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Univera advises: Take your meds as directed or take a chance

R.vienne
Univera Healthcare's Dr. Richard Vienne said the new “Take as Directed" campaign focuses on a serious problem.


Scott Scanlon – Refresh Editor

As is the case of many things when it comes to health, fitness and nutrition, we know what we’re supposed to do.

If only more of us would do it.

Sometimes, our choices may add a couple of pounds around our waistlines. Sometimes, we may grunt when we get off the couch. Sometimes, our stomachs may disagree with what we ate.

But sometimes, the choices we make can lead to serious illness, or even death.

That’s why Univera Healthcare launched a new effort today to urge people to take their medicines as prescribed.

The “Take as Directed: Protect Your Health” campaign looks to address the startling statistics involving medication adherence in the U.S., which mirrors what happens locally in Western New York.

“It may seem like everyone’s doing what they’re supposed to, but the statistics do not bear that out,” said Dr. Richard Vienne, who practices at Lifetime Health Medical Group in Amherst and is chief medical officer with Univera.

As many as 20 percent of patients don’t fill new prescriptions and half of those with chronic conditions stop taking medications within six months. That has become a growing problem, according to the National Institutes of Health, American Heart Association, and Centers for Disease Control and Prevention:

• Today, roughly three-quarters of all doctor, outpatient hospital and emergency room visits include drug therapy.

• Half of Americans – including nine out of 10 of those age 60 and older – take at least one prescription drug each month.

• During the past decade, the use of multiple prescriptions has climbed by 20 percent and the use of five or more drugs has skyrocketed by 70 percent.

• Poor medication adherence results in an estimated 125,000 deaths a year and costs the U.S. health care system nearly $300 billion annually on additional doctor, hospital and emergency room visits.

“I’ve seen it in my practice multiple times where people have not taken medication and unfortunately there are consequences ” Vienne said.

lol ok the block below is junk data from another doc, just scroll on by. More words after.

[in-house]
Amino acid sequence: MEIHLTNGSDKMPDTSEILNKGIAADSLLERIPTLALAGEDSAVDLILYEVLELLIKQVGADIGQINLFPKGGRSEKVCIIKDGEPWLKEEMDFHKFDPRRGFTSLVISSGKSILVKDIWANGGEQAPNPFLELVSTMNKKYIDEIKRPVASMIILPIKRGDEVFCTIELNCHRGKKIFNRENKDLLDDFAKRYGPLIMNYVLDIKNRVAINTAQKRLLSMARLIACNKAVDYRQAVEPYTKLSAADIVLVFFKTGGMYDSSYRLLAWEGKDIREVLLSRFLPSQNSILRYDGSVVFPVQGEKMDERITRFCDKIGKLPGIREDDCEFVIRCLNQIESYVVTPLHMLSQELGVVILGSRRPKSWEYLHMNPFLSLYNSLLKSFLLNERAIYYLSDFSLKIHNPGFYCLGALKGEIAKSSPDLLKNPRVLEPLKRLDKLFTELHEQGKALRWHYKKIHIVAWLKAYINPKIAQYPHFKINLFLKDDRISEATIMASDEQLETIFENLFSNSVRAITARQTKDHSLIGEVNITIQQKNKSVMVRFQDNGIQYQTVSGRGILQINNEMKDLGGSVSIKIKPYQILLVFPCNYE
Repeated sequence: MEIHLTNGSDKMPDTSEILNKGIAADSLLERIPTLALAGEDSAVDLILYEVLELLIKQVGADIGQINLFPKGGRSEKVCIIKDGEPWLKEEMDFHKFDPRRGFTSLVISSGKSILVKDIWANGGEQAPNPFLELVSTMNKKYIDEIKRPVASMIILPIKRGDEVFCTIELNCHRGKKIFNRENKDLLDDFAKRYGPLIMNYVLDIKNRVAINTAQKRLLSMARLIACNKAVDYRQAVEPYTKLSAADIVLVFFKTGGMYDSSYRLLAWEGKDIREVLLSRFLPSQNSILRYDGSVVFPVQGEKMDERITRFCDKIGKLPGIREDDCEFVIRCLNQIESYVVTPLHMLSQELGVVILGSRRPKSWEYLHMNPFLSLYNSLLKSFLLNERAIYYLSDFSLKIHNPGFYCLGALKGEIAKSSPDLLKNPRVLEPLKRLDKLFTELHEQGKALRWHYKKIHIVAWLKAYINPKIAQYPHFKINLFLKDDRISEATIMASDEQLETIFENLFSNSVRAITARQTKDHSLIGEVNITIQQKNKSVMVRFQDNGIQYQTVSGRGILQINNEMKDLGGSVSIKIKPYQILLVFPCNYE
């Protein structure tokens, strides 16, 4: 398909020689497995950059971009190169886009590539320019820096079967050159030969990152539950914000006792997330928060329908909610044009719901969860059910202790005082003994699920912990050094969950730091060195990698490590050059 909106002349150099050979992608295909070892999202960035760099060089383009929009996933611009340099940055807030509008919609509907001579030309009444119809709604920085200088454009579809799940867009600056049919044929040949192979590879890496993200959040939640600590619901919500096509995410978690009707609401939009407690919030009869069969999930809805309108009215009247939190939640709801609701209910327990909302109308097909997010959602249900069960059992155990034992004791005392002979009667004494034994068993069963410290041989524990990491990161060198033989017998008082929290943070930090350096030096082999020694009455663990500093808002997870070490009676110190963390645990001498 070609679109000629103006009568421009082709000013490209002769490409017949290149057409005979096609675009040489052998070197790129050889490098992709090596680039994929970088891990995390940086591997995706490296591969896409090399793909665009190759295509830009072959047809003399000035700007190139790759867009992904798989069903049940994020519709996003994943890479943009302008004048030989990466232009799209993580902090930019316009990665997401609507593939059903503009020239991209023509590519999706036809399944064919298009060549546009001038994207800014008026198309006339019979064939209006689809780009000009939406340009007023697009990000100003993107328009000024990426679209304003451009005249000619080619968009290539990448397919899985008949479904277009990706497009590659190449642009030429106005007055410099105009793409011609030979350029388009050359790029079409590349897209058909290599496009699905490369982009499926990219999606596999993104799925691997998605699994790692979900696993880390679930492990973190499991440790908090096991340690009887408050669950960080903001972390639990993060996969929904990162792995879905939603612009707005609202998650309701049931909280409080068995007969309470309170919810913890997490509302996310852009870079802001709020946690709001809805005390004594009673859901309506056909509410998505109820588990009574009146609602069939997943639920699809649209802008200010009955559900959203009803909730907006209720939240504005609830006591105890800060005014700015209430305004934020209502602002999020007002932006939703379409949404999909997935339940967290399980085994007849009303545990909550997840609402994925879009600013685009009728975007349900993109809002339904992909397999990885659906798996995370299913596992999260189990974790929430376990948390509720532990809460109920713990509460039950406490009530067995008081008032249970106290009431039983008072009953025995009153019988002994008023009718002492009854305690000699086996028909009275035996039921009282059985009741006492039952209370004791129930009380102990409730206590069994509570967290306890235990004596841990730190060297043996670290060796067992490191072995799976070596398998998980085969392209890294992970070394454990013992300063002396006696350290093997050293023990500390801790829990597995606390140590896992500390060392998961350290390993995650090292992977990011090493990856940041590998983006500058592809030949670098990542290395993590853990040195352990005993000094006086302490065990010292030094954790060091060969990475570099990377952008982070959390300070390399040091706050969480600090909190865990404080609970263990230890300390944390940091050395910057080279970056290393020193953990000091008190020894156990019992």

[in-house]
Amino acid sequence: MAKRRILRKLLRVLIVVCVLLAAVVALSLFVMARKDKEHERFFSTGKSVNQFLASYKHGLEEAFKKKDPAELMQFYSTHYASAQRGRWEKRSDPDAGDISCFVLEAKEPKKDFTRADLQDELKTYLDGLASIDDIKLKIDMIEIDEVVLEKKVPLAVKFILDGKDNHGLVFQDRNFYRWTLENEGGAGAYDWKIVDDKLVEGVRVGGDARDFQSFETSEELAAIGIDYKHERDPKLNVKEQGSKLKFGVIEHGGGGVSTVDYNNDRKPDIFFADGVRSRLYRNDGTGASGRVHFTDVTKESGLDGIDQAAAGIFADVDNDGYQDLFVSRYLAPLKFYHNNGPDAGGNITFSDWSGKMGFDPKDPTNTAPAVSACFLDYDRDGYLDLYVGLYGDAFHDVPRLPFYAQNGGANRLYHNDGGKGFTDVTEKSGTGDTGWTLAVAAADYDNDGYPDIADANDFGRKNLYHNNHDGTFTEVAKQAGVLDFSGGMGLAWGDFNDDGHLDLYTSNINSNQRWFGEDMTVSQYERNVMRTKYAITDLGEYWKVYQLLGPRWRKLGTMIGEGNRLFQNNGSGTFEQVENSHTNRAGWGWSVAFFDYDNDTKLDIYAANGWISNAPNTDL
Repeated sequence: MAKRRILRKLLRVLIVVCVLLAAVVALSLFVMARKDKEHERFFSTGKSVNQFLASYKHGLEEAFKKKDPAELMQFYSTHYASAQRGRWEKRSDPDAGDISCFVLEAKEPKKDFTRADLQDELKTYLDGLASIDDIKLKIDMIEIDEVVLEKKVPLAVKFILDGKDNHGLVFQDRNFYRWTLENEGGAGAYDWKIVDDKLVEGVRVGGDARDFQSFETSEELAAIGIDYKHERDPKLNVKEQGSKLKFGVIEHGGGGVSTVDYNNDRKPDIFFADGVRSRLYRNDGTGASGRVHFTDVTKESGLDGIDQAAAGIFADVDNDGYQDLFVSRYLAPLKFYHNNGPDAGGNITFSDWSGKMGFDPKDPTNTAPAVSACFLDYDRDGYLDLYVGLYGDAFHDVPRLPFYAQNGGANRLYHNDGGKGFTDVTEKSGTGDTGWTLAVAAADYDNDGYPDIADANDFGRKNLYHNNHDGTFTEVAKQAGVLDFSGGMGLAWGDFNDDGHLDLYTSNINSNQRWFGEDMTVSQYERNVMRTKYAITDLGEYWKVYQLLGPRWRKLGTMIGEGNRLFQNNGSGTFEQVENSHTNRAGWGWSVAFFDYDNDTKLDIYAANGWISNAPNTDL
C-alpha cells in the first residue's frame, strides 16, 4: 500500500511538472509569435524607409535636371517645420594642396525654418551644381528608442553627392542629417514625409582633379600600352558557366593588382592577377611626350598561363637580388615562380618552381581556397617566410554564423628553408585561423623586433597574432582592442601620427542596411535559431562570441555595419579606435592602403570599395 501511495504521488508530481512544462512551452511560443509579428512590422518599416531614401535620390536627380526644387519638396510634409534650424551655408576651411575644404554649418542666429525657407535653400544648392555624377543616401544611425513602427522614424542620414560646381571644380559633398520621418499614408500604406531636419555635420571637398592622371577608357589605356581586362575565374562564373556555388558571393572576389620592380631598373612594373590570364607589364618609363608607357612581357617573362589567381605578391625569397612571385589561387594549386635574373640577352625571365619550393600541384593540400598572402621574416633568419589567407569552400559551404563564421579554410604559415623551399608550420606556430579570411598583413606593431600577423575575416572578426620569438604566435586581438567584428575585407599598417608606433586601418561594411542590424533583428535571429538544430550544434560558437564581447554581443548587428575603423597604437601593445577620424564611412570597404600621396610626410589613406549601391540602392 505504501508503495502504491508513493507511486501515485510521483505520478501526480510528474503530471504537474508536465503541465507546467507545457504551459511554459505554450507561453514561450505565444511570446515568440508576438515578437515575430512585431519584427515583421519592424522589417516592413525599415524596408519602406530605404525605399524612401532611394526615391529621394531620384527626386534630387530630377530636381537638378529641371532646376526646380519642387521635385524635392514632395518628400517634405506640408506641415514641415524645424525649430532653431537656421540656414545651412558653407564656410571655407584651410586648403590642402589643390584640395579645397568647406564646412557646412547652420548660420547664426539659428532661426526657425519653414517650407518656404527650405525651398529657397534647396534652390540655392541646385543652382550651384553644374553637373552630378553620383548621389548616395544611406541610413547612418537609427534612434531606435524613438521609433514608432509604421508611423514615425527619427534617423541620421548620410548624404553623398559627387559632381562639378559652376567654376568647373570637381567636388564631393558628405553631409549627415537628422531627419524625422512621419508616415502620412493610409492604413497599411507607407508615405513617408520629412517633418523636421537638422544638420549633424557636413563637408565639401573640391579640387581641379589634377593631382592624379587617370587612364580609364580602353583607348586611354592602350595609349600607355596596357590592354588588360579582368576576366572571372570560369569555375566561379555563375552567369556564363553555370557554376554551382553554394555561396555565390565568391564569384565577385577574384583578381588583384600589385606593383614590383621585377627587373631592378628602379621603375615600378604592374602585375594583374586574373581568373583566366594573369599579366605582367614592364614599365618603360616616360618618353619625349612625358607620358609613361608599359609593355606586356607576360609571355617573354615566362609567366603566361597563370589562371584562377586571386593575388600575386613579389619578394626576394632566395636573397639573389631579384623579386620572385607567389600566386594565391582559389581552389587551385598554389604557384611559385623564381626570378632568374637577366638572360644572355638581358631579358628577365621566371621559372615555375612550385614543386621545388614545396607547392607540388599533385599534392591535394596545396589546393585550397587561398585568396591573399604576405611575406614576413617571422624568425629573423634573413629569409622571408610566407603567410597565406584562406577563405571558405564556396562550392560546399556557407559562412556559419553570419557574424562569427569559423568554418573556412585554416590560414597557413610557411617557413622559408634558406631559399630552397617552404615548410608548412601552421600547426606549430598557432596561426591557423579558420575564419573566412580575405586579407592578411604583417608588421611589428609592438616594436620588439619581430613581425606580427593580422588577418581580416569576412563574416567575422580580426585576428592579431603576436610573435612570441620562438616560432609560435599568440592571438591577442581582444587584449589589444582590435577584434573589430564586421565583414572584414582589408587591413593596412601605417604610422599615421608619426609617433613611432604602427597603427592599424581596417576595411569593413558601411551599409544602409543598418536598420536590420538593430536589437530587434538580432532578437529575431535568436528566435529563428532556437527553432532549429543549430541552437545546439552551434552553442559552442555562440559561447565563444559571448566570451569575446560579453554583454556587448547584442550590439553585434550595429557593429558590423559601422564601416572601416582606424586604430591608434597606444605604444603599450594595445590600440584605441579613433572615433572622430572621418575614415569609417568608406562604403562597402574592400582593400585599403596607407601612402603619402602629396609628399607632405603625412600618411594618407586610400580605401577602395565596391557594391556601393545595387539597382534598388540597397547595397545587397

Vienne recounted a story of a diabetic who was doing beautifully before he went on a cruise, stopped taking medication as directed and ignored the limits of his diet.

“When those things happen, it puts people at risk,” Vienne said. “It can create an urgent care visit, an ER visit or something more dreadful that requires hospitalization. That’s what we don’t want.”

Vienne and several other regional health experts will provide tips on sticking to your medication regimen Saturday in WNY Refresh, and address excuses that include: “It’s too expensive,” “Sometimes, I just forget to take it,” “Getting refills can be inconvenient,” “It’s just too complicated,” “I don’t like the side-effects,” and “I don’t think I need to take it. I feel fine without it.”

Vienne and others said the key tip is to educate yourself about the importance and features of your medications with the help of your family doctor and pharmacist.

Part of the tenor of their comments also boils down to this: If you want to do something about the state of health care in this country, start at home, by taking the required steps to stay healthy.

“Because the stats are so alarming,” Vienne said, “because the secondary consequences of not taking medications are so horrible, that’s why we want this (information) to come forward.”

email: refresh@buffnews.com

Twitter: @BNrefresh

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About The Refresh Buffalo Blog

Scott Scanlon

Scott Scanlon

Scott Scanlon is an award-winning reporter and editor who has covered various topics in his quarter-century as a journalist in South Florida, Syracuse and Buffalo. He is aiming to pass along what he is learning these days about health, fitness, nutrition and family life.

@BNRefresh | refresh@buffnews.com

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